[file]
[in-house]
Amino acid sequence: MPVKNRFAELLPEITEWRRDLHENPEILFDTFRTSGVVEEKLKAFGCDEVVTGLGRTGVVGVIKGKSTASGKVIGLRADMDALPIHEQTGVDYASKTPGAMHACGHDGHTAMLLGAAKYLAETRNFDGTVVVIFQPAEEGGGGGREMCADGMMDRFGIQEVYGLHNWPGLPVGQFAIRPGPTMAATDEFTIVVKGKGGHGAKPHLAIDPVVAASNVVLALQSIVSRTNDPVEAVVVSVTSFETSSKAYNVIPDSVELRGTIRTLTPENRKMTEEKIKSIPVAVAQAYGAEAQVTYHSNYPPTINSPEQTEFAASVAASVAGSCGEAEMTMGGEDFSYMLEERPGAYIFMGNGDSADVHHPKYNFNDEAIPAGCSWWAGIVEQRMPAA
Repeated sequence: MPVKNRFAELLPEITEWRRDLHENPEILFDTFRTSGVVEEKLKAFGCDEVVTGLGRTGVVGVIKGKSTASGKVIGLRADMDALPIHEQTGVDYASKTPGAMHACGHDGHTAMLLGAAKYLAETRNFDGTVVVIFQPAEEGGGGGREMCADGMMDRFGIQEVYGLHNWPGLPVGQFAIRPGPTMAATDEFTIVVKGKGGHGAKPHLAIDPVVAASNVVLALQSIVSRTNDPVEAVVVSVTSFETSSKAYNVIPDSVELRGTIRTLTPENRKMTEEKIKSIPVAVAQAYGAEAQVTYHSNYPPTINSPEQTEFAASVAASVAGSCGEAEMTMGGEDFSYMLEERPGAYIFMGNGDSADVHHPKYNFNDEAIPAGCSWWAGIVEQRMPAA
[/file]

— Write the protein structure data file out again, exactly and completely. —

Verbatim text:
[in-house]
Amino acid sequence: MPVKNRFAELLPEITEWRRDLHENPEILFDTFRTSGVVEEKLKAFGCDEVVTGLGRTGVVGVIKGKSTASGKVIGLRADMDALPIHEQTGVDYASKTPGAMHACGHDGHTAMLLGAAKYLAETRNFDGTVVVIFQPAEEGGGGGREMCADGMMDRFGIQEVYGLHNWPGLPVGQFAIRPGPTMAATDEFTIVVKGKGGHGAKPHLAIDPVVAASNVVLALQSIVSRTNDPVEAVVVSVTSFETSSKAYNVIPDSVELRGTIRTLTPENRKMTEEKIKSIPVAVAQAYGAEAQVTYHSNYPPTINSPEQTEFAASVAASVAGSCGEAEMTMGGEDFSYMLEERPGAYIFMGNGDSADVHHPKYNFNDEAIPAGCSWWAGIVEQRMPAA
Repeated sequence: MPVKNRFAELLPEITEWRRDLHENPEILFDTFRTSGVVEEKLKAFGCDEVVTGLGRTGVVGVIKGKSTASGKVIGLRADMDALPIHEQTGVDYASKTPGAMHACGHDGHTAMLLGAAKYLAETRNFDGTVVVIFQPAEEGGGGGREMCADGMMDRFGIQEVYGLHNWPGLPVGQFAIRPGPTMAATDEFTIVVKGKGGHGAKPHLAIDPVVAASNVVLALQSIVSRTNDPVEAVVVSVTSFETSSKAYNVIPDSVELRGTIRTLTPENRKMTEEKIKSIPVAVAQAYGAEAQVTYHSNYPPTINSPEQTEFAASVAASVAGSCGEAEMTMGGEDFSYMLEERPGAYIFMGNGDSADVHHPKYNFNDEAIPAGCSWWAGIVEQRMPAA